• We joined a church in April which was kind of a big deal. That might surprise people who are familiar with much of the way I express myself in writing, but truth is I’ve had a fairly volatile relationship with church (i.e. what we’ve made of church) over recent years. In fact, I’d just about given up, concluding church wasn’t really necessary for the kind of life I wanted to live. I was wrong. We’re thrilled with the mission of The Rock of Northeast Arkansas. It’s a bible-based church focused on the deity of Jesus and the Great Commission. The leadership is humble and transparently real. I could say so much about this, but will end with the sentiment that I’m just so happy we didn’t give up on church.
  • It was another year when by way of more wisdom than I once had, I let several ideas go. That’s so hard for people like me. When you have an idea that you’re passionate for, it’s difficult not to engulf yourself in that idea, full steam ahead. But I have the battle scars to show you it’s not always the right thing. Once again, I passed on the food truck idea this year. God closed a door that I honestly thought was the real thing when I had a vision for a Spain-like neighborhood cafe just two blocks from our home (I recently wrote about that here). We looked at a small hotel for sale in a “resort town” about a hundred miles from Jonesboro, and I even made a serious call to a culinary school, but they weren’t accepting students for the spring semester. As you see, there’s a theme in all that, and it’s a belief that’s been refined from time traveling abroad. Much as writing does, I believe in food and hospitality, and how they can be used to perpetuate certain callings. Life is literally lived out in Spanish cafes and bars. Those ideas aren’t going away. It’ll be interesting to see how they play out this year.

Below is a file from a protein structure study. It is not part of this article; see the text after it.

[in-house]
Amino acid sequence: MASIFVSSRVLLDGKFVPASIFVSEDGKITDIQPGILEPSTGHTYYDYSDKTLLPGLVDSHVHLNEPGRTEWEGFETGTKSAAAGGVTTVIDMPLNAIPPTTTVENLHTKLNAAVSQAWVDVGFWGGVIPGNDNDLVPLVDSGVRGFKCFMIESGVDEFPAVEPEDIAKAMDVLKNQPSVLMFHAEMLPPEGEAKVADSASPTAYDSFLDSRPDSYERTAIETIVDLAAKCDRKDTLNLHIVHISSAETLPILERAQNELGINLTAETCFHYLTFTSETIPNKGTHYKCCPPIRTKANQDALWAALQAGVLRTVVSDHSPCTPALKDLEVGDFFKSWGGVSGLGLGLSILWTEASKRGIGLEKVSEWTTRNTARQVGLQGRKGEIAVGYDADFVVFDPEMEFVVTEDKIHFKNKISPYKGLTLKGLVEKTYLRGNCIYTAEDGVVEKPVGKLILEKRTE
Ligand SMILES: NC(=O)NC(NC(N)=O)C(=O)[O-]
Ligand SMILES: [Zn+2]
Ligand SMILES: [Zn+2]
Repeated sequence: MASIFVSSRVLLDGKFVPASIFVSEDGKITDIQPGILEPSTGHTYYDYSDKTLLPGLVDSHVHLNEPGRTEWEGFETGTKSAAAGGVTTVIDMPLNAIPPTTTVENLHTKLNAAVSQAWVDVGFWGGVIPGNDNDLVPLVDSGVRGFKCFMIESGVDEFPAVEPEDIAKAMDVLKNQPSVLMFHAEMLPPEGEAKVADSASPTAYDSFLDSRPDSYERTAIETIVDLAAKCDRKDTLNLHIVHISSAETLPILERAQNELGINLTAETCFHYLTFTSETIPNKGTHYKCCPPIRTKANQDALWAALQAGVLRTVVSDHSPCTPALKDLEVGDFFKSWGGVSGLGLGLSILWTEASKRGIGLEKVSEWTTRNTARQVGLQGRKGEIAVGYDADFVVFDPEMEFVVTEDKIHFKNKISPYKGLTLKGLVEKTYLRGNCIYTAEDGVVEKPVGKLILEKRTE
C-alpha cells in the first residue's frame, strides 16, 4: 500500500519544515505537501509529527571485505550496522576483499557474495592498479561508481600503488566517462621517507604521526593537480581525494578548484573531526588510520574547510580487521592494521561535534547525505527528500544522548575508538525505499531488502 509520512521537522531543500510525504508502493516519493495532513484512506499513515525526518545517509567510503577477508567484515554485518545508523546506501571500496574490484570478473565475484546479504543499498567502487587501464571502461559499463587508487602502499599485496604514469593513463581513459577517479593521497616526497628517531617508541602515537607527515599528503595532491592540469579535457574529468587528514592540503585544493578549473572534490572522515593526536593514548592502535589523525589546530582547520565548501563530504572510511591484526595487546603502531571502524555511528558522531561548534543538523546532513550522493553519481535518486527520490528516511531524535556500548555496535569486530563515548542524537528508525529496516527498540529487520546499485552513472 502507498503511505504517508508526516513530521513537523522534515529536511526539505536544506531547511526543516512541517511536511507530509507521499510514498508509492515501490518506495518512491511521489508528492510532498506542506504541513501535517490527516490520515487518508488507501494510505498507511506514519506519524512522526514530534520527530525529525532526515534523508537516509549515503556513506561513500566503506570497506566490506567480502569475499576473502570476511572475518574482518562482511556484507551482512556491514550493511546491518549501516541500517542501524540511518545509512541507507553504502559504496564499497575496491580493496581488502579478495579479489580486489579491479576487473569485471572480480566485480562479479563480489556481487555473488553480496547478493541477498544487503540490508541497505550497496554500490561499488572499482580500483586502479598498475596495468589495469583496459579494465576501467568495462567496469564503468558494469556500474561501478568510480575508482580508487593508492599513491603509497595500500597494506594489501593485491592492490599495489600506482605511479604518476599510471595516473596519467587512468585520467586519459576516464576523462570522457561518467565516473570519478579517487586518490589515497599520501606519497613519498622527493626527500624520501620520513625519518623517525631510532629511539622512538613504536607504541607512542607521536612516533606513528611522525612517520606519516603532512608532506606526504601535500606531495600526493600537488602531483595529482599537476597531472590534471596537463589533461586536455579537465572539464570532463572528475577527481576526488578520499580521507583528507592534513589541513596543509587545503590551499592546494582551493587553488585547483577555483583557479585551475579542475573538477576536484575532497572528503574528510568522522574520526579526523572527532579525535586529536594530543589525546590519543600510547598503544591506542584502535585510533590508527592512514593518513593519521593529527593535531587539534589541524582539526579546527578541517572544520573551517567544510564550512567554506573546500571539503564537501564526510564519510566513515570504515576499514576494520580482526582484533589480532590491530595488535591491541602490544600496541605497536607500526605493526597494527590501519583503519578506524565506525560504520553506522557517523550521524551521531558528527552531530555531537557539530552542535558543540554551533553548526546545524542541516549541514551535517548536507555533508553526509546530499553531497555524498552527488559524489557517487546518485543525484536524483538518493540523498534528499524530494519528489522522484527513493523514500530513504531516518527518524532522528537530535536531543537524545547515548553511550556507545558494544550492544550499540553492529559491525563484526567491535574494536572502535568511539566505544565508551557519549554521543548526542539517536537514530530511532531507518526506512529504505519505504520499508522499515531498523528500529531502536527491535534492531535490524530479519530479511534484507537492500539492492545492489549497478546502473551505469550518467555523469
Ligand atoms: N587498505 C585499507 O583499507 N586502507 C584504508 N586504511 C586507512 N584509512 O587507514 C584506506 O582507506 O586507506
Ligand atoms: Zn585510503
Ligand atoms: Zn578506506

• On the topic of traveling abroad, I spent 82 days outside the United States in the last 12 months. Outside my faith and family, it’s the single thing I love most and radically shapes how I think. Up next is Ecuador for four weeks with wheels up on January 13.
  • The friendships we’ve created through travel really grew this year – not just on-the-ground friends, but those with whom we’ve made
    Coffee with new friends in Santiago - Steve, Darla and Andrew.

    Coffee with new friends in Santiago – Steve, Darla and Andrew.

    acquaintance sharing our experiences online. We’ve connected with so many people in the US and abroad just because of places we’ve been and things we’ve done. If you’re one of those people reading now, I want you to know how thankful we are for that relationship, and how much we truly enjoy the conversations we share with you.